13 Times A Grown-Ass Woman Turns Off Their Phone

I'll be the first to admit that I'm madly addicted to my phone. I'm probably equal parts aware of the problem and absolutely hating myself for it. (I could associate this self-initiated guilt with cultural Catholicism, but am not totally sure.) Anyway, even I still know there are some situations in which a grown-ass person needs to know to power off their phone—to unplug, snip the leash, and go off the grid.

I went on a mountain-based writing retreat a few months back. At one point, I dipped off to the hot tub solo. The others said they'd join me soon. Since I was a little stoned and it was super dark and I had finished the whole miniseries The Jinx immediately prior to the trip, I didn't stick around longer than three Dolly Parton tracks before ascending back up to check in on everyone and where the hell they were. They were there, inside, each buried in the soft glow of their individual phones in complete silence. The whole scenario greatly bummed me out, because this trip had been a deliberate effort to disconnect from distractions and go all in on creative collaboration and attention to our writing. It wasn't supposed to be an excuse to beef up our individual Instagrams with evidence of our prioritization of all these goals.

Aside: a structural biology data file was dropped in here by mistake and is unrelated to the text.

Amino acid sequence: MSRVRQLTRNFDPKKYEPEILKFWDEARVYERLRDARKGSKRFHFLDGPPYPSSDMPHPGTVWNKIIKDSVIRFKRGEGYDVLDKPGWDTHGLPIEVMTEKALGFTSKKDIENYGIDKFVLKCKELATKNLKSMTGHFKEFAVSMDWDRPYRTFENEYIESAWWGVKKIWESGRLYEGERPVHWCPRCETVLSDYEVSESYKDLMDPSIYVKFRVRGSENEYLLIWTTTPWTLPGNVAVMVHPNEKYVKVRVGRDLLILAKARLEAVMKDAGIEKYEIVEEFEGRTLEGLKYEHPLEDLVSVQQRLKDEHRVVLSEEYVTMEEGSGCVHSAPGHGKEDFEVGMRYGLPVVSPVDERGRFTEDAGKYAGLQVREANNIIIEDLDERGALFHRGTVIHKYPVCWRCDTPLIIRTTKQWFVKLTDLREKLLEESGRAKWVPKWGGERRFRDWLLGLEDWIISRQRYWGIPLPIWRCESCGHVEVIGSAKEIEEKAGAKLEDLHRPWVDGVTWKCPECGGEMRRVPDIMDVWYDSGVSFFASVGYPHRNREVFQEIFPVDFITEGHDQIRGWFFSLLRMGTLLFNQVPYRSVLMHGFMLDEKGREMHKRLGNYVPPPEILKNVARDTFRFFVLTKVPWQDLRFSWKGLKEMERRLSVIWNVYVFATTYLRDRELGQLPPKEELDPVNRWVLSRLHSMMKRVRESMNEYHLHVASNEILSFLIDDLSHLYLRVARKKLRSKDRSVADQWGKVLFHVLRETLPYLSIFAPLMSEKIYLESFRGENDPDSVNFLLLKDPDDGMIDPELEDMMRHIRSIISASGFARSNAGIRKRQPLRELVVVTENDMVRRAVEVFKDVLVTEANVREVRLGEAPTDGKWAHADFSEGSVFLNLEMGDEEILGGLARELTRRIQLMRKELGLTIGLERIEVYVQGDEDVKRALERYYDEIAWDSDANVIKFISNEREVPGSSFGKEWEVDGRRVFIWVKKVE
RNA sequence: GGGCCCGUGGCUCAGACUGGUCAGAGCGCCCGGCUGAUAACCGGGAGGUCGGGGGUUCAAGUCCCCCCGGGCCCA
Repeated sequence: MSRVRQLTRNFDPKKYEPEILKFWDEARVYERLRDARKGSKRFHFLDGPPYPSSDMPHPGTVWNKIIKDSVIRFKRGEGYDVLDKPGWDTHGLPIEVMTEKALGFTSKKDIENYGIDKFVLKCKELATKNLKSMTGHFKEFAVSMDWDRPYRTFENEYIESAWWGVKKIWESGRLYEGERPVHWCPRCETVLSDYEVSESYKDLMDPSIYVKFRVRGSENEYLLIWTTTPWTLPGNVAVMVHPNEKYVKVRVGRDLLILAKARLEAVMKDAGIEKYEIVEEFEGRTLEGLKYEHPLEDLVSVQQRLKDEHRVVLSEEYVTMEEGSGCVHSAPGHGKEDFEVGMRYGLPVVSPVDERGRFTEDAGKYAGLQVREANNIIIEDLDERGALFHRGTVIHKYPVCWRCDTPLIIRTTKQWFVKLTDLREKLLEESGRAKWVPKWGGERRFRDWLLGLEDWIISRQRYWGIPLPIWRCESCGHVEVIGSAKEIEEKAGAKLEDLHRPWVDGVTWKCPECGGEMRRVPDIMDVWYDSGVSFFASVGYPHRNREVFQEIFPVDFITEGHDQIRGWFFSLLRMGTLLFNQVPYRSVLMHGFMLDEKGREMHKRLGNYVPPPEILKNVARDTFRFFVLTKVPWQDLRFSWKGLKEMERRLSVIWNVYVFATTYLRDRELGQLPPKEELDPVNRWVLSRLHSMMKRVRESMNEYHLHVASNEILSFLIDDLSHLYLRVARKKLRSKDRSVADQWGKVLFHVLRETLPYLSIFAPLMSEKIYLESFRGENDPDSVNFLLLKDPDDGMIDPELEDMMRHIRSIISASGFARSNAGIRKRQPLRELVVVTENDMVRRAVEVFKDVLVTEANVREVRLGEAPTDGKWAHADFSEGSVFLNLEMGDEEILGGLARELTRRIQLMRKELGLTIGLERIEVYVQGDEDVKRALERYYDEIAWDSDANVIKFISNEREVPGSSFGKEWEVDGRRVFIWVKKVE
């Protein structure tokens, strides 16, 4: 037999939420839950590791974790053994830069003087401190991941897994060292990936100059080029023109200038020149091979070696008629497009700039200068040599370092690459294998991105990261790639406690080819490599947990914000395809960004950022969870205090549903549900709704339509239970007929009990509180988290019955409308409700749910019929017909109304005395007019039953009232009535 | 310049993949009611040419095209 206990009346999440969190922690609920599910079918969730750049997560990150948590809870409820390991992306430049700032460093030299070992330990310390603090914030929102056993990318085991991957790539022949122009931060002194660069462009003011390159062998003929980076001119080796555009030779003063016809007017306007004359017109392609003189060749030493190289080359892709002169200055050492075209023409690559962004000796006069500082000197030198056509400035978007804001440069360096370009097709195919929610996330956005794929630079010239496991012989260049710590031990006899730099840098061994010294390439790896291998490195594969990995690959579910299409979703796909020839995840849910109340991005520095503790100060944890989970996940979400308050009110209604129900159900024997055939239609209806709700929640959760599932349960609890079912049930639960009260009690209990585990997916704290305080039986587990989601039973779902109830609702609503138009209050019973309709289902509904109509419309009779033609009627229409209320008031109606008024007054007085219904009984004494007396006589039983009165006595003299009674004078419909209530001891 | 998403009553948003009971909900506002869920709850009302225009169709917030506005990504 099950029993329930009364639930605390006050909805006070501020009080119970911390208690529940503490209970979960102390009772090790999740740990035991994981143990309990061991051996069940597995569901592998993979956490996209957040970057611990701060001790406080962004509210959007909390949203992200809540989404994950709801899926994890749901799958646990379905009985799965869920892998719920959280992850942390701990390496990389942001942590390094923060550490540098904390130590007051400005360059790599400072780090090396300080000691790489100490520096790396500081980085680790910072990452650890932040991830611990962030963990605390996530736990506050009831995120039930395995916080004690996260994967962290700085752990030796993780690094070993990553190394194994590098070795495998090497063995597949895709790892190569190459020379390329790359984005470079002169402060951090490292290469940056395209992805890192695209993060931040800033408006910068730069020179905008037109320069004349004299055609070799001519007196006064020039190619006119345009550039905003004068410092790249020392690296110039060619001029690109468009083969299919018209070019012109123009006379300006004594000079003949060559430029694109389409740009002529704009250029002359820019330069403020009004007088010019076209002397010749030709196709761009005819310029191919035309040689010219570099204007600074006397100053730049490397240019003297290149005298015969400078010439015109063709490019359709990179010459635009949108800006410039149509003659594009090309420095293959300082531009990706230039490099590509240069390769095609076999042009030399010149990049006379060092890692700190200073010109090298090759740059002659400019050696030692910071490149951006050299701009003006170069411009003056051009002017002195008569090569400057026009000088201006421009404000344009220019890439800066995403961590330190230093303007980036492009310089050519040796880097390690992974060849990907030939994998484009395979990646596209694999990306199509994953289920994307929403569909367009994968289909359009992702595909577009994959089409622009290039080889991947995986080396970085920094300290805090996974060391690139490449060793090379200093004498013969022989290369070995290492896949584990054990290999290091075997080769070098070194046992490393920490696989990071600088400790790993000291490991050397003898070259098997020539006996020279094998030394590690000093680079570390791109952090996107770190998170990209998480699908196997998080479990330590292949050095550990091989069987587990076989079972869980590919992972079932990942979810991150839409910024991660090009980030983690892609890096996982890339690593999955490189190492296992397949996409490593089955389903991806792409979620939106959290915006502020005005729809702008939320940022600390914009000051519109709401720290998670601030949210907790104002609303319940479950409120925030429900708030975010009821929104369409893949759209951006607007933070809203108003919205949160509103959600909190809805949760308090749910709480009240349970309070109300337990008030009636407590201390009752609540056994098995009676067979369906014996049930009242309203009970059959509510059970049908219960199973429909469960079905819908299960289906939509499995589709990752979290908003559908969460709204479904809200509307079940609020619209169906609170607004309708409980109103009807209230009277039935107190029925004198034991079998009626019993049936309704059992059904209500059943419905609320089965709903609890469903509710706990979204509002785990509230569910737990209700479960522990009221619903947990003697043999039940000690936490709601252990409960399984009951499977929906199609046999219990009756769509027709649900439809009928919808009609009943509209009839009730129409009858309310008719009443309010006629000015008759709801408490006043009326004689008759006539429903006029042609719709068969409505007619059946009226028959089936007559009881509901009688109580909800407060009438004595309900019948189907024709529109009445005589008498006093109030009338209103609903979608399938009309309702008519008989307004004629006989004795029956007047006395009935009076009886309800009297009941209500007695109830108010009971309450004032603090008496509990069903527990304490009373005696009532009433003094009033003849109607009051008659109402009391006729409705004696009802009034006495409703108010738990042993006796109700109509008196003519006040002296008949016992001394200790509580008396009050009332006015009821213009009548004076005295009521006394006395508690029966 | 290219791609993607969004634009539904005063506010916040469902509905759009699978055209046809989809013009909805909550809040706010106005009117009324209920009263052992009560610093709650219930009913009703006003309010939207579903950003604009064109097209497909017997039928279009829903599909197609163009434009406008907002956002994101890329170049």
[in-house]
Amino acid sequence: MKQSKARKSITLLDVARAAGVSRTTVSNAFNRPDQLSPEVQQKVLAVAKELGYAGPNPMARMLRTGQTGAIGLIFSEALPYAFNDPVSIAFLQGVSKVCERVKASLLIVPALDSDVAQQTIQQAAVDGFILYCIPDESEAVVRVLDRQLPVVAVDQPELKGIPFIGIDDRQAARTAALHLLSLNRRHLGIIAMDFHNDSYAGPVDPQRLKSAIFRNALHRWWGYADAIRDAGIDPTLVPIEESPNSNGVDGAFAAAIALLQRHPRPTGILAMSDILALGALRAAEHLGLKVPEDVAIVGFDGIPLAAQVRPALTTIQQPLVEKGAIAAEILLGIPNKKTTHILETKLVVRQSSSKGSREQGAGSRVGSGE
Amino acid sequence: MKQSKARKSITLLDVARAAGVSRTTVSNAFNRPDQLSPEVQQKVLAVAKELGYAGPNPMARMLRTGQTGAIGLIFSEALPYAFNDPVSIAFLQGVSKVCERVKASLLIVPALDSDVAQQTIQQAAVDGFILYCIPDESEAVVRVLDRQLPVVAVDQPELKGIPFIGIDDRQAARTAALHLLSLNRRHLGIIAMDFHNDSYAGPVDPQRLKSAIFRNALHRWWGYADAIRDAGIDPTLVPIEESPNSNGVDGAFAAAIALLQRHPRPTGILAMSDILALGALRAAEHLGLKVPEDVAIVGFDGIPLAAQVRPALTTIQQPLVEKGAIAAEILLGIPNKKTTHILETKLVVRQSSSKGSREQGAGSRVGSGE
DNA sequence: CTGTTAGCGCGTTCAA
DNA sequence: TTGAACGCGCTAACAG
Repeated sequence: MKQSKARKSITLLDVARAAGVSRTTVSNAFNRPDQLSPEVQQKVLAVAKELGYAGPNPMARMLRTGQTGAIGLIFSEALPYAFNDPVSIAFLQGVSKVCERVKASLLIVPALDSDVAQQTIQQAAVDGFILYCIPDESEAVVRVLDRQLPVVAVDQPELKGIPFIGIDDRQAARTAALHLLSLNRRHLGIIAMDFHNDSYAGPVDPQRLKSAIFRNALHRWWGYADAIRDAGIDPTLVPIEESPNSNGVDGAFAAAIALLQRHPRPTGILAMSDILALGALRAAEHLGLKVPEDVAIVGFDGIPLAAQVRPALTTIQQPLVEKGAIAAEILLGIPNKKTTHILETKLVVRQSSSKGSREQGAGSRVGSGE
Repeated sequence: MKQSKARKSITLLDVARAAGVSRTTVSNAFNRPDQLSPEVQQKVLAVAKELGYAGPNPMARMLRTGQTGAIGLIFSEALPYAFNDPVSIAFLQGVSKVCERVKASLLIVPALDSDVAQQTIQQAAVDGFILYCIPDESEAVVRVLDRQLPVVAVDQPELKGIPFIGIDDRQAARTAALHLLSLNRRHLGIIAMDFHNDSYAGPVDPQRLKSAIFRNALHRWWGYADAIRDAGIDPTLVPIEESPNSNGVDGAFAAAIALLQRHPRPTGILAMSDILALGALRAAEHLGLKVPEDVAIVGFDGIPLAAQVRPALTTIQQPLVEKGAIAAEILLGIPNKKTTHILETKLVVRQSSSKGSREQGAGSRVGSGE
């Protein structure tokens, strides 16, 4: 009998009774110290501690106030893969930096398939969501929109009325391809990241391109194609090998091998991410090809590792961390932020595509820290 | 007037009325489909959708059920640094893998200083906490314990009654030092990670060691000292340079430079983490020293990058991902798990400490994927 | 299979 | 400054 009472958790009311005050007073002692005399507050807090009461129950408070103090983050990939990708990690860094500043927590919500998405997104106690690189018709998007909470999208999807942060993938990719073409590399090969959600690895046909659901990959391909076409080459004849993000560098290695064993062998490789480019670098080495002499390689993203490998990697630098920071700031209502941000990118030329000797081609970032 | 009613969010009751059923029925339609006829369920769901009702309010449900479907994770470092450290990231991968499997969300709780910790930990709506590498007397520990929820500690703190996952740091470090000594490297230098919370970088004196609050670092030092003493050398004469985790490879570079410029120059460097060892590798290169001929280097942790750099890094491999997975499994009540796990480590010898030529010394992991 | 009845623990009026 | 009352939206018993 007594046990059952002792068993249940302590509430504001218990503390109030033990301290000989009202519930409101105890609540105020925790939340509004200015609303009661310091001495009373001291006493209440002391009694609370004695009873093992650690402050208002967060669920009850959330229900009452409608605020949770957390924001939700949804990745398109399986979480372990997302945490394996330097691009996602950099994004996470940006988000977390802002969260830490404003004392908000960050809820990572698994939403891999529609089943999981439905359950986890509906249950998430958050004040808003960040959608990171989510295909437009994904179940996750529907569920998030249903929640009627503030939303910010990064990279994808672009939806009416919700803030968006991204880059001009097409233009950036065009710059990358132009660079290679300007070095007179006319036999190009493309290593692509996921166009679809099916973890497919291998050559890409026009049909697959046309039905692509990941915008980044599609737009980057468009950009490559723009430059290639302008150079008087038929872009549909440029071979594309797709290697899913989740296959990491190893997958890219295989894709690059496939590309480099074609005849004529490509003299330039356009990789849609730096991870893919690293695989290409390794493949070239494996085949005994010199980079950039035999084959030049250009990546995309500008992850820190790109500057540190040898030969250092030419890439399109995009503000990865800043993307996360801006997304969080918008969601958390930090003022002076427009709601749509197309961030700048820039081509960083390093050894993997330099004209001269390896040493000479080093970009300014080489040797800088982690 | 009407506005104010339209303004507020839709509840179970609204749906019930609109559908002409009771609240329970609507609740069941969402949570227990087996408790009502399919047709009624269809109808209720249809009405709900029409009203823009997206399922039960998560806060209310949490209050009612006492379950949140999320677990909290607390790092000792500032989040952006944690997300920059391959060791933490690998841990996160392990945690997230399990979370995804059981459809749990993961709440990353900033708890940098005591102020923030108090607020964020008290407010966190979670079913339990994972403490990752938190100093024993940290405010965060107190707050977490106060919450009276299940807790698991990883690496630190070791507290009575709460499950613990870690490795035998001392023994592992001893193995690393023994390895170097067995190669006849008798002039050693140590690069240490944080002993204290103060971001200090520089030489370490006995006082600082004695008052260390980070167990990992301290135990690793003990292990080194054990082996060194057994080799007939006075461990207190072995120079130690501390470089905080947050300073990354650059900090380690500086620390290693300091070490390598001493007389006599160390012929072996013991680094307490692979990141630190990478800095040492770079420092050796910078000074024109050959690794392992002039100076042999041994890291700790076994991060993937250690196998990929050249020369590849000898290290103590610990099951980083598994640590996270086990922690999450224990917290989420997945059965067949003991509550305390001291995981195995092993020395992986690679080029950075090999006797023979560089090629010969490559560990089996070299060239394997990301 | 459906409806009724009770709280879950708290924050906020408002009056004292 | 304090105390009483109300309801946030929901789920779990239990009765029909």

But anyway, to each their own or whatever. Can't get mad at Millennials for being Millennials. However, the experience did make me think and after I just circled back to my original hypothesis: There are just some times when a grown-ass person needs to turn their phone off.

When you're on deadline

Cell phones can provide fun to helpful distractions while filling idle time. Like waiting in line, or sitting on the toil—I mean, GROSS. Who does that, even? Anyway, if it's go time for you to focus on meeting some time-sensitive goal—be it cleaning your apartment before your folks visit, getting ducks in a row prior to travel, finishing a freelance assignment—let yourself do just that. Don't let attention wonder into the endless bowels of social media or exchanging GIFs with an old girlfriend across the country. It can wait.